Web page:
With enough hair between them to supply Locks of Love for a full calendar year, Swedish sisters, Klara and Johanna Sӧderburg, walked onto the Lincoln Hall stage abruptly, illuminated in silver sequin tops. Shimmering more like a school of minnows rather than campy bachelorette party bridesmaids, they began, starting with “This Old Routine”. They played a near complete shuffle of their recent release, Lion’s Roar, and sprinkled in favorites from their 2010 release, The Big Black and The Blue. Take equal parts: gorgeously textured harmonies, honest emotions and simple lyrics, and you have yourself a recipe for most of First Aid Kit’s astoundingly beautiful songs. Sensing no labored effort, their performance was positive and energized, despite the content of their songs dealing with what can seem like a heavy load to some. The tempo of the performance was varied and fluid. Some songs felt like a lullaby. Others made you want to grab a friend’s hand and skip. Or follow the girls’ lead and have a good old fashioned head bang.
Blinking through a blunt fringe of bangs, Klara sang and played guitar unwaveringly with grace and calm. She made purposeful eye contact with individual members of the audience and nodded at them with a kind and knowing smile. The elder of the two, a very tall and slender Johanna, was wonderfully wobbly on her own legs. She would have an awkward millisecond, and then snap back almost immediately to determined confidence. She would open her eyes widely, grit her teeth and assault her keyboard. She would swing her thick, long hair, flip her head up and contort her face into a snarl of conviction and raw emotion. Klara’s voice, clear and smooth, saturated the venue, filling every cranny.
Roughly ten songs into their setlist, the girls asked the audience if they would like to participate in an experiment. Responding affirmatively, the crowd began to stir. Totally unplugged, Johanna and Klara walked to the very tip of the stage. Then, they said the only way the experiment would work is if we could be completely quiet. After a few initial nervous giggles, a long and penetrating hush fell over the two-story venue. Strumming the first few notes of “Ghost Town”, Klara began to sing slowly and both girls swayed encouragingly towards the crowd, beckoning us to sing along. Having a shared experience is one reason we go to concerts. I can say, with very little doubt, that the immensely powerful combined energy created at that moment was felt by every person in that room. In perfectly inharmonious harmony, the whole place sang (or at least mouthed) the words to “Ghost Town” together.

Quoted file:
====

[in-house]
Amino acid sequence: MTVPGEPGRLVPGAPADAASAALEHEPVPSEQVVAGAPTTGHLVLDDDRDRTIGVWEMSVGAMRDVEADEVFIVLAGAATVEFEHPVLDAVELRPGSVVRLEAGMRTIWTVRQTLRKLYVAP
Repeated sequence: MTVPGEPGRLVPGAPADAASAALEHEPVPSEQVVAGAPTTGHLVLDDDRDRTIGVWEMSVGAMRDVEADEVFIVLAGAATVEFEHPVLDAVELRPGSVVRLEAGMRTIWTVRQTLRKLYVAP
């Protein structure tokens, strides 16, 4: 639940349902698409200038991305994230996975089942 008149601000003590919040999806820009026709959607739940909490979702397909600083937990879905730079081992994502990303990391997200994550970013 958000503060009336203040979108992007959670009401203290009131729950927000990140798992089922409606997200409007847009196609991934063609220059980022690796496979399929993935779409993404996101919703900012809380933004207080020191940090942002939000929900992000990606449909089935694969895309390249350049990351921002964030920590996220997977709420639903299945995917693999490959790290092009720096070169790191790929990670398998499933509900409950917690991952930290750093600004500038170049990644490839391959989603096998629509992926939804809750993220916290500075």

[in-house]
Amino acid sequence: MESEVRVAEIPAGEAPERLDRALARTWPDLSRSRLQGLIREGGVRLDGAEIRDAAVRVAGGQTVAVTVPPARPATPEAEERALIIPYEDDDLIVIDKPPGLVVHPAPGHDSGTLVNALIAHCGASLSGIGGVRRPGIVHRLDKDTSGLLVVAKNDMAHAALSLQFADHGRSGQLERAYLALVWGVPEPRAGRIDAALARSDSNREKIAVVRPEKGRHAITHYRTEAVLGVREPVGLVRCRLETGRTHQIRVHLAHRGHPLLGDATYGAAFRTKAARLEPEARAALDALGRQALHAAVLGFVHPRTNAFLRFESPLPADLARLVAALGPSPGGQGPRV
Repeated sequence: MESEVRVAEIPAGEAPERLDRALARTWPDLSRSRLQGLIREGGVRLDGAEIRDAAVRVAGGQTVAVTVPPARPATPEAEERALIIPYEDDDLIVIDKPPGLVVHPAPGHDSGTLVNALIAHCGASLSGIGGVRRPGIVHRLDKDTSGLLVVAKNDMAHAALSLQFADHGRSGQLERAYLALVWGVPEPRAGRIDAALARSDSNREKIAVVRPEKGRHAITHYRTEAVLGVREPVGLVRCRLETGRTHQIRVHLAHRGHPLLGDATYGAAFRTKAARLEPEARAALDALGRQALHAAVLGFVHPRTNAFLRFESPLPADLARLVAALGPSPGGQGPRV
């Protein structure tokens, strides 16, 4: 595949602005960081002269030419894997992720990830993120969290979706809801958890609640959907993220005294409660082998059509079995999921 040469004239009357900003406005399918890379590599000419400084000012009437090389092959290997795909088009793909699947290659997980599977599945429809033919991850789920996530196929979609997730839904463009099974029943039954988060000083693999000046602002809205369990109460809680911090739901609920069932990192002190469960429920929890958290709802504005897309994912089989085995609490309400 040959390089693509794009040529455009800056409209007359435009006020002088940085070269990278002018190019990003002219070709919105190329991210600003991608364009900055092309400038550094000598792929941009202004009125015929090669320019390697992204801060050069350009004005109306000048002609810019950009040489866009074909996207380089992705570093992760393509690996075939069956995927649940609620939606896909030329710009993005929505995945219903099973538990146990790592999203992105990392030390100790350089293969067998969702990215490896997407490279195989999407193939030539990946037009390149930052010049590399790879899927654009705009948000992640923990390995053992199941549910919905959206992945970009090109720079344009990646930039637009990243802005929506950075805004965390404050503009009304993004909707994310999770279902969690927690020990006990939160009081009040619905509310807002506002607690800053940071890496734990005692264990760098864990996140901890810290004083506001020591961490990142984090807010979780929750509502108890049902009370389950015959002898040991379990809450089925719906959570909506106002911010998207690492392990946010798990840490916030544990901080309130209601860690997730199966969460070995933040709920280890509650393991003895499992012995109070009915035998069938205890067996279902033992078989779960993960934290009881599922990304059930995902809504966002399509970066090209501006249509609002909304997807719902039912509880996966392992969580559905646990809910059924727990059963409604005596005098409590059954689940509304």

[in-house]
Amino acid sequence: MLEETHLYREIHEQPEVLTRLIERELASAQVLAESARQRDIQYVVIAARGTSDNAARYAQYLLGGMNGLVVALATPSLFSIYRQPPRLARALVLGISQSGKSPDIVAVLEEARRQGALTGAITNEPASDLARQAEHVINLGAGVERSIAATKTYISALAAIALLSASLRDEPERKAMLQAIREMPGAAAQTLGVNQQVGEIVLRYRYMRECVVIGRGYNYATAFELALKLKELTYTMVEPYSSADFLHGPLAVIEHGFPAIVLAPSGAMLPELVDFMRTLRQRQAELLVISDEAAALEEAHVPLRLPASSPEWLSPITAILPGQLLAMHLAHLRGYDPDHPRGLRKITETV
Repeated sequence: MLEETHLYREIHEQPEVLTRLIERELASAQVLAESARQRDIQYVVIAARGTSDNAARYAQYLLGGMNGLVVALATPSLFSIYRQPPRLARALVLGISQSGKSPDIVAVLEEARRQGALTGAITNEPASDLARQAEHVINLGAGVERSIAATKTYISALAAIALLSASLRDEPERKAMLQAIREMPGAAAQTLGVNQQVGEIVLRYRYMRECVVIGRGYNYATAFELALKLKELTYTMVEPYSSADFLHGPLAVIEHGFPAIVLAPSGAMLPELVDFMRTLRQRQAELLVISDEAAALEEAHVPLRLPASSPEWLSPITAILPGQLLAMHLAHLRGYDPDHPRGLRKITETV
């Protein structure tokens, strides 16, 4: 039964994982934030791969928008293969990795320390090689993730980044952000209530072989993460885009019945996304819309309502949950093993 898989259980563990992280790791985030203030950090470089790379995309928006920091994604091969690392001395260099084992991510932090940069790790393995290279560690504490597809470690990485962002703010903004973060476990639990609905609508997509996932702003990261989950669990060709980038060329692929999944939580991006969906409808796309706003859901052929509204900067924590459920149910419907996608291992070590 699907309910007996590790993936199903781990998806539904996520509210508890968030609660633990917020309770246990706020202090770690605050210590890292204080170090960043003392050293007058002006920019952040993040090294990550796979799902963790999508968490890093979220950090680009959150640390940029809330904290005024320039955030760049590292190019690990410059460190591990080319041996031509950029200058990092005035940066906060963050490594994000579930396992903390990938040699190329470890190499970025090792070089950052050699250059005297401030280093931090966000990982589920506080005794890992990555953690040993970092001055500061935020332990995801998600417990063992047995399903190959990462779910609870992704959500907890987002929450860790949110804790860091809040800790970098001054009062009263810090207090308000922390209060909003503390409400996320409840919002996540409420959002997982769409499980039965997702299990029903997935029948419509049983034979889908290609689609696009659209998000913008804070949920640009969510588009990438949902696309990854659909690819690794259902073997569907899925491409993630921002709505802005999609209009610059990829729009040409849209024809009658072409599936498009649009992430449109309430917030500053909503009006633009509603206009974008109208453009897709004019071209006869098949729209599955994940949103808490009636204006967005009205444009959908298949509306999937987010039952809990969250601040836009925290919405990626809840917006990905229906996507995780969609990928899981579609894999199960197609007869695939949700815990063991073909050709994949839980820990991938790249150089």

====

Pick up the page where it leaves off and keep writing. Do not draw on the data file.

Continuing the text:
More often than not, First Aid Kit’s lyrics deal candidly with matters of the heart. By turns, they dredge up old aches and address fresh wounds. They give gentle permission for anger or sadness. They remind you of why you loved someone in the first place, too. They tell stories of moving on, explaining how they have done so themselves. They nudge you to forgive. Their songs seem to almost swaddle and soothe. They also have the ability to sweetly galvanize and inspire. I am aware that my take on their songs is personal and colored by my own experience. However, unexpectedly, these interpretations were bolstered when the girls asked the audience to come talk to them after the show. With a little laugh, they sincerely requested, “Please come talk to us. If you’re having any troubles, any problems…we want to hear about them”. They smiled, looking at each other and gave the audience a chance to chuckle. Klara concluded their offer by saying, “We’ll be your first aid kit.”
Using music as a vehicle for healing is not a new concept, but these girls do it with a humble authenticity that can so often feel contrived and stale coming from more seasoned performers. While confident and polished, there wasn’t so much as a glimmer of detectable ego in First Aid Kit’s performance. Chalking this effect up to youth sells them short. No metric exists for how and when people go through the gamut of emotions and experience; similarly, none exists to determine how and when artists grow. I think what makes these sisters so gifted is inherent and cannot be learned. That said, I was blown away by seeing and hearing First Aid Kit during what I hope is a nascent stage of a long and successful career.